Liberated from the Taliban two years ago, the people of Afghanistan hope to adopt a constitution this month and hold elections next summer. If they're smart, their leaders will also liberate Afghan women by clearly ensuring them equal rights. But such hopes may be for naught if NATO, which agreed in October to secure this Central Asia nation, doesn't quickly deploy forces to the unruly countryside.
Losing Afghanistan to rule by warlords or even a Taliban II would seriously undercut the reputation of the 19-member North Atlantic Treaty Organization as it makes its first military venture outside Europe. While it helped win the cold war, NATO risks losing to Afghanistan's tribal chieftains by default.
Since the alliance is the one multilateral organization the Bush administration actually embraces strongly, its European members shouldn't hold back from providing military resources to make Afghanistan safe for democracy, helping ensure that the United States remains engaged in Europe through NATO.
Since August, NATO has had more than 5,000 peacekeeping troops in the capital, Kabul, while some 11,000 American troops mop up remnants of the Taliban and search for Al Qaeda leaders. The US needs its forces in Iraq and wants Europe to create a larger military presence in Afghanistan, especially as Taliban forces appear to be sabotaging aid and election work.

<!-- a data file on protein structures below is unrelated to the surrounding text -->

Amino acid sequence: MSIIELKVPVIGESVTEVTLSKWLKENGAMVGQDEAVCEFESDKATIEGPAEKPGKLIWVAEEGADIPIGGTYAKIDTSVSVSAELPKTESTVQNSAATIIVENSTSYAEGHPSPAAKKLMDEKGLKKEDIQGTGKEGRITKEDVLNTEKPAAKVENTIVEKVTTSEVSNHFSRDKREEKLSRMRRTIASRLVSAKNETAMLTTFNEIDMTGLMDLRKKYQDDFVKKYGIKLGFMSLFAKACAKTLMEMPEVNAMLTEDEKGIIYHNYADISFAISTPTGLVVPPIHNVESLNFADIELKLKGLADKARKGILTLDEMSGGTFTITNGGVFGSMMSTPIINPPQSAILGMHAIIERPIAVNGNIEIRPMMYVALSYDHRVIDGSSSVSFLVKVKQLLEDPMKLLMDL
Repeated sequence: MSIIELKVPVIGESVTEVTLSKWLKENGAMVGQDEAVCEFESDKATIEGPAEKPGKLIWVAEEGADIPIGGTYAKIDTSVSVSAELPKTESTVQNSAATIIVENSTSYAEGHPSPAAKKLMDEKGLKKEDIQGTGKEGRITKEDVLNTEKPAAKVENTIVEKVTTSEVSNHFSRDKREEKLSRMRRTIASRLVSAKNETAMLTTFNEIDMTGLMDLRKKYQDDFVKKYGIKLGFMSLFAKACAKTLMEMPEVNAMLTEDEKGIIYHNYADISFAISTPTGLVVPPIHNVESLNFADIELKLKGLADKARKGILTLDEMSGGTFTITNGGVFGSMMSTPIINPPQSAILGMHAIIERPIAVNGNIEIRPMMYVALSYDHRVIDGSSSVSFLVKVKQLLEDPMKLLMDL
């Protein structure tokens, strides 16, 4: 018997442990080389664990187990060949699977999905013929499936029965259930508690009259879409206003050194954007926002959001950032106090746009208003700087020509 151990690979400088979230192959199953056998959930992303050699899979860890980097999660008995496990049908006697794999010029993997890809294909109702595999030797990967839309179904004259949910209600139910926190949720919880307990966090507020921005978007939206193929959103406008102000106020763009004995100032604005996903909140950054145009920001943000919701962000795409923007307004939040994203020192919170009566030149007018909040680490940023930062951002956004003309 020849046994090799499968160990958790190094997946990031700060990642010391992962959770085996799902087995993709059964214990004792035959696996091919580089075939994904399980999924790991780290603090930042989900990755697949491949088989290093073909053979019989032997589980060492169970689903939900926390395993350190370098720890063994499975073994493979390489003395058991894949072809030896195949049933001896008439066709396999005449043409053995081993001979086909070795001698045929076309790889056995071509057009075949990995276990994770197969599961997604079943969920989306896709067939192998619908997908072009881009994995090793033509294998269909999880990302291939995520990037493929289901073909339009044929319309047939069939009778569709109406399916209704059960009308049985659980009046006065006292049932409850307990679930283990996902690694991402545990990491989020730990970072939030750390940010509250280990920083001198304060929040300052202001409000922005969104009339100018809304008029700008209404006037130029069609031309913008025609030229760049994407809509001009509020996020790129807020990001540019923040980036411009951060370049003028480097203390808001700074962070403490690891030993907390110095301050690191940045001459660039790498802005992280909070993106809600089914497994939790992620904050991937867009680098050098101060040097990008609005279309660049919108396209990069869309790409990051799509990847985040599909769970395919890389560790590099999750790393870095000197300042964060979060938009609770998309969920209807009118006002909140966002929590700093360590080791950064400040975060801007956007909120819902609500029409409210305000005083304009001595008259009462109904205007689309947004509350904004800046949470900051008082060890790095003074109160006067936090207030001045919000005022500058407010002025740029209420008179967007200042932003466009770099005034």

While some European nations made fresh commitments for equipment this week, others appear more eager to create a new Europe-only military alliance to compete with NATO than they are to provide the necessary helicopters, vehicles, and forces to expand to the Afghan provinces.
Such foot-dragging bodes ill for the US efforts to bring NATO into Iraq. Without increased European help in the war on terrorism, the US will need to look more to itself.